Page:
The first year of your little one’s life is full of new developments and excitement. It can be challenging to adjust to all the changes, especially those concerning sleep. One of the most significant milestones in baby sleep development is when your little one can safely sleep on their stomach. This can be a scary milestone, as we often wonder, “can babies sleep on their stomachs?”—the answer to this question needs to be decided on a case-by-case basis.
Read on to learn when babies can sleep on their stomachs and how to tell if your little one is ready for this stage in sleep development!
When Can Babies Sleep on Their Stomach?
6-Month-Old Sleeping on Stomach
As your little one grows, they naturally become more curious and gain the ability to crawl, roll, wiggle, and squirm. These developments are exciting for parents to witness, but their newfound mobility can be a concern for safe sleeping practices.
You may have heard that stomach sleeping can be risky for newborns. But you don’t need to adjust Baby’s position if they roll onto their tummy after they reach 4-6 months. This is the time when they are old enough to freely roll forward and back. And experts agree that it’s generally safe for Baby to sleep on their stomachs as long as they can get there themself.
But still, to be extra careful, don’t leave Baby around this age sleeping on their tummy alone. All you need to do is ensure you begin each night with Baby sleeping safely on their back and remove any dangerous objects such as blankets or other loose items. Then, allow your little one to develop at their own pace and roll onto their tummy if it naturally occurs.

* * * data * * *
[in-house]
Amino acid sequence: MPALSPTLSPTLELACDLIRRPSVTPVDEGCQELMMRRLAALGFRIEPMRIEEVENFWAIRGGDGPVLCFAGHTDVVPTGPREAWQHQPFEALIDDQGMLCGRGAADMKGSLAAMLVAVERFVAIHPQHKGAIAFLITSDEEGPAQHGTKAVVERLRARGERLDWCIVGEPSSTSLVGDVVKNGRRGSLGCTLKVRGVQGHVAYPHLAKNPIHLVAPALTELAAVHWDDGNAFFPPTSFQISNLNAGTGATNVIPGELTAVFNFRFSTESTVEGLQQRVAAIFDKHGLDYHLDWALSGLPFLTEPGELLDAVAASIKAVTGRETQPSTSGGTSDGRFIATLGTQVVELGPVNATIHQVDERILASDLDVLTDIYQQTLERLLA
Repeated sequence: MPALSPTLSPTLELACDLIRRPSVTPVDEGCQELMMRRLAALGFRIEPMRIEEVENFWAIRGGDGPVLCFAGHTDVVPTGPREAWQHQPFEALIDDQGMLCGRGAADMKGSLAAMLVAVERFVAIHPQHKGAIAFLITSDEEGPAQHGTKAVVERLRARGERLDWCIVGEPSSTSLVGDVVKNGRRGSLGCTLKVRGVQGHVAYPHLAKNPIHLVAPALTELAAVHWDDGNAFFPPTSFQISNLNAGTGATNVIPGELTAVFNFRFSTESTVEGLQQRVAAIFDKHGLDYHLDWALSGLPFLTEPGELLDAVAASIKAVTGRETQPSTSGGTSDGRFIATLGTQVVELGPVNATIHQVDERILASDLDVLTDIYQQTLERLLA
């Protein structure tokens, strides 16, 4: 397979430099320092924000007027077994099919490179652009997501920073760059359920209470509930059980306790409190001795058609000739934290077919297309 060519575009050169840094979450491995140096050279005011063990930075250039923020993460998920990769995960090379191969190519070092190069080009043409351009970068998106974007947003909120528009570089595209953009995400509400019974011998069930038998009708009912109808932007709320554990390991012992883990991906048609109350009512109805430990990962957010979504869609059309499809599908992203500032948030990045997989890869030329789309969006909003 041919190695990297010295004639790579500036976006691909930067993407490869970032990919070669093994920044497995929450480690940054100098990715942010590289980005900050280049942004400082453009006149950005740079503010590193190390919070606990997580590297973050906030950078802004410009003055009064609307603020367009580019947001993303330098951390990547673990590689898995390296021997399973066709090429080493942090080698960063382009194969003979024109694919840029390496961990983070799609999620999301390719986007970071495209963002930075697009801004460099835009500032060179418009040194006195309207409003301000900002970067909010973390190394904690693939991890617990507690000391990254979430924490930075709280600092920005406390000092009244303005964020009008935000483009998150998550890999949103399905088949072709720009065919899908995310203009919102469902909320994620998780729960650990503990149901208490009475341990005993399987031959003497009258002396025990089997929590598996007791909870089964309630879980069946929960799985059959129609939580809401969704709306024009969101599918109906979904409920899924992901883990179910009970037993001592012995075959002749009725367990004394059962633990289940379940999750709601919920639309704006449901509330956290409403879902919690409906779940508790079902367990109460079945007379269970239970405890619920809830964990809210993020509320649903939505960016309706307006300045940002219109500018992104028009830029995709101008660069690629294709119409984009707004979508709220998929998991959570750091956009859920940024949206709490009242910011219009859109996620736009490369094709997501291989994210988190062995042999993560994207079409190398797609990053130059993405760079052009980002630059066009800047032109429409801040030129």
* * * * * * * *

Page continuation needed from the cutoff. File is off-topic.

Baby Tummy Sleeping: The 1-year Mark
Typically, a baby begins to roll onto their tummy during sleep as they approach the 1-year mark. This is a safe and normal development for your little one. As we discussed earlier, your baby will grow and develop the strength to roll onto their tummy. Also, with growing strength in their arms, back, and neck, they’ll develop instincts for self-protection. This means that your little one will become stronger, more independent, and able to roll over onto their back when necessary.
Rolling over is a major milestone for Baby. Be sure to keep an eye on all those exciting moves even as they reach the 1-year mark. It’s okay to let your little one toss and turn during the night, but it’s essential to begin each night’s sleep on their back in case of a fall or other sleep risks.
Is It Safe for Babies to Sleep on Their Stomach?
Official Sleep Recommendations by the AAP
Official sleep recommendations by the AAP include the top 19 principles to reduce the risk of SIDS and other sleep-related infant death. Each principle is essential and should be thoroughly reviewed by all new parents to ensure you practice safe sleeping techniques and protect the health and well-being of your little one.
Some of the key points include:
· Place your baby on a flat, firm surface
· Always put your baby to sleep on their back
· Ensure the crib does not contain any blankets or soft, loose objects
· Sleep with your baby in the same room, not a shared bed.
The first and perhaps the most crucial principle listed in the AAP guidance is “back to sleep for every sleep.” This principle declares that to reduce the risk of SIDS, infants should be put to sleep on their backs until they reach the age of one. Side sleeping is not safe for infants of 1 year old and below, as they can roll onto their stomachs without the strength to roll back, so it’s essential to put this first principle into practice.
Tummy Sleeping May Increase the Risk of SIDS